Tales from the Loop (Amazon Prime)
Season One, Episode Four – “Echo Chamber”
Written by Nathaniel Halperin
Directed by Andrew Stanton
The director of Finding Nemo and Wall-E is the filmmaker behind this entry into the Loop series, which is much less science fiction than it is a profoundly human and grounded story. “Echo Chamber” examines death and mortality against the fantastic landscape of the series. Yes, there is a technological wonder of the echo sphere, a hollow metal sphere where your echo reveals how much longer your life will last. But that’s just a background element to the relationship between Cole and his grandfather Russ (Jonathan Pryce).
Cole spends much of his summer days at his grandparents’ home, particularly learning and playing with grandpa Russ. Russ is also the head of the Loop, one of the original founders, and is contemplating how his life will end. A phone call from his doctor solidifies Russ’s mortality causing him to begin putting his affairs in order. Cole doesn’t take the news well, and it takes prodding from his grandfather to get the boy to spend time with him. Much of this episode is enigmatic and leaves the details up to the viewer to decipher and find their own meaning, much like a poem.
Two science fiction elements are paralleled here in a way that might hint this is not an anthology series, but more live a novel told in short stories. These are the Echo Sphere and the Eclipse. The Eclipse is the impetus of episode one’s story, the element that sends young Loretta hurtling through time to her own future. We never really get the details on how the Eclipse is being used by the Loop, but we know it does have temporal properties. The same attributes belong to the Echo Sphere in a more limited manner.
This episode possibly introduces the idea of the multiverse into the equation in a very muted way, not being overly showy about it. Russ has a strange scene, perhaps a dream, where he finds himself inside the Eclipse chamber and steps into the device, fading away. In the final scene, Cole returns to the Echo Sphere and shouts “Hello” inside, which leads to a sequence where, with each echo, we see Cole a decade or so older until he’s an old man. At that moment, the inside of the Sphere lights up with lightning bugs.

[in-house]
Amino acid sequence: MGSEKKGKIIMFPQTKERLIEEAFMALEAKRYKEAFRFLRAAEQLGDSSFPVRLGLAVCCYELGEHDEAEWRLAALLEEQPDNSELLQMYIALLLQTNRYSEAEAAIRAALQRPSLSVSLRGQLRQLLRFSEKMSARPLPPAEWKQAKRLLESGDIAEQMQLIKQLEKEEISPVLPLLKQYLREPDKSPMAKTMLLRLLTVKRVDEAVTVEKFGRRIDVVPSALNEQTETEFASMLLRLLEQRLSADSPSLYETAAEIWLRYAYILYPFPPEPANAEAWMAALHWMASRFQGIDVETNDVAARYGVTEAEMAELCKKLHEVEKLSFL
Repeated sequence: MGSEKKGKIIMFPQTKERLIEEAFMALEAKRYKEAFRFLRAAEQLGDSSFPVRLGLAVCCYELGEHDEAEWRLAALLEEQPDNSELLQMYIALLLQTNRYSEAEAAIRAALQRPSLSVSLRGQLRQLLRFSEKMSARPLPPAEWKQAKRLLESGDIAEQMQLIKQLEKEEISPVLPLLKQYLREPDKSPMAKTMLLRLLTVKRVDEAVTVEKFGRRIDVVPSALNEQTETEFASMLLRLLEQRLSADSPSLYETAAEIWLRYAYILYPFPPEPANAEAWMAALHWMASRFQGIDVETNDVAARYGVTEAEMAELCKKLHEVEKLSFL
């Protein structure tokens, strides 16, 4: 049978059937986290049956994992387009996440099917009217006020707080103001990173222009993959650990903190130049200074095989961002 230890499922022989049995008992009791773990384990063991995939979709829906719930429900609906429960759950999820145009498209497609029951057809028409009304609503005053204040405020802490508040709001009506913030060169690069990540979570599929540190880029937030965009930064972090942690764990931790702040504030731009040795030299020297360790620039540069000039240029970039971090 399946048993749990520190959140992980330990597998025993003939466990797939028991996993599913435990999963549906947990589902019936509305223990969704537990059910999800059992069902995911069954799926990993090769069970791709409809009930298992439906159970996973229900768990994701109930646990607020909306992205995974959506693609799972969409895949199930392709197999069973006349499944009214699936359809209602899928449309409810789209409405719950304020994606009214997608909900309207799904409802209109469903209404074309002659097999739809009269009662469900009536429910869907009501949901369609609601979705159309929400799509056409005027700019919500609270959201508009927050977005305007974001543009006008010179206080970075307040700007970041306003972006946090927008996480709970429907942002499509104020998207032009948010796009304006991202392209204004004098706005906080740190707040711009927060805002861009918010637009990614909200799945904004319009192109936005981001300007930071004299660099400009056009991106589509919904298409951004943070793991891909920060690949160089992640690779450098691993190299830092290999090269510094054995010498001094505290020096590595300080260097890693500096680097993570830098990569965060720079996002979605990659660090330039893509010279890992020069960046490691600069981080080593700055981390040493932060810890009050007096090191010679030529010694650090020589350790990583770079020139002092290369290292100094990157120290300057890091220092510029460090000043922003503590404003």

Lightning bugs appear at the start of the episode, with Cole catching them in a jar but not punching air holes. Russ has to dispose of the creatures the next morning, replacing each one with a penny in the jar while Cole sleeps. We go from dead lightning bugs to living ones appearing like magic inside the Echo Sphere, hinting that Russ made them appear somehow. It also brings into question how these elements interrelate. The previous episode, “Stasis,” allows the user to suspend time indefinitely, and “Transpose” allows consciousness to transfer into a new form.
We still have half a season to go, but thematically all of this technology has been based on regret and a desire to “fix” things the user perceives as wrong about life. Something very different is happening in “Echo Sphere,” we never encounter technology as a “careful what you wish for” story element. The regrets here come from a life spent fixated on lofty goals, which resulted in a neglect of family. Russ has a moment where he weeps outside his home in the dark before going inside to greet his wife, pretending as though he’s okay. Loretta is handed the reins of the Loop but reminded of her workaholic mother who neglected her. The ambiguity and quiet sadness of Tales from the Loop and the way it delicately unfolds a story are the reasons I love it so immensely.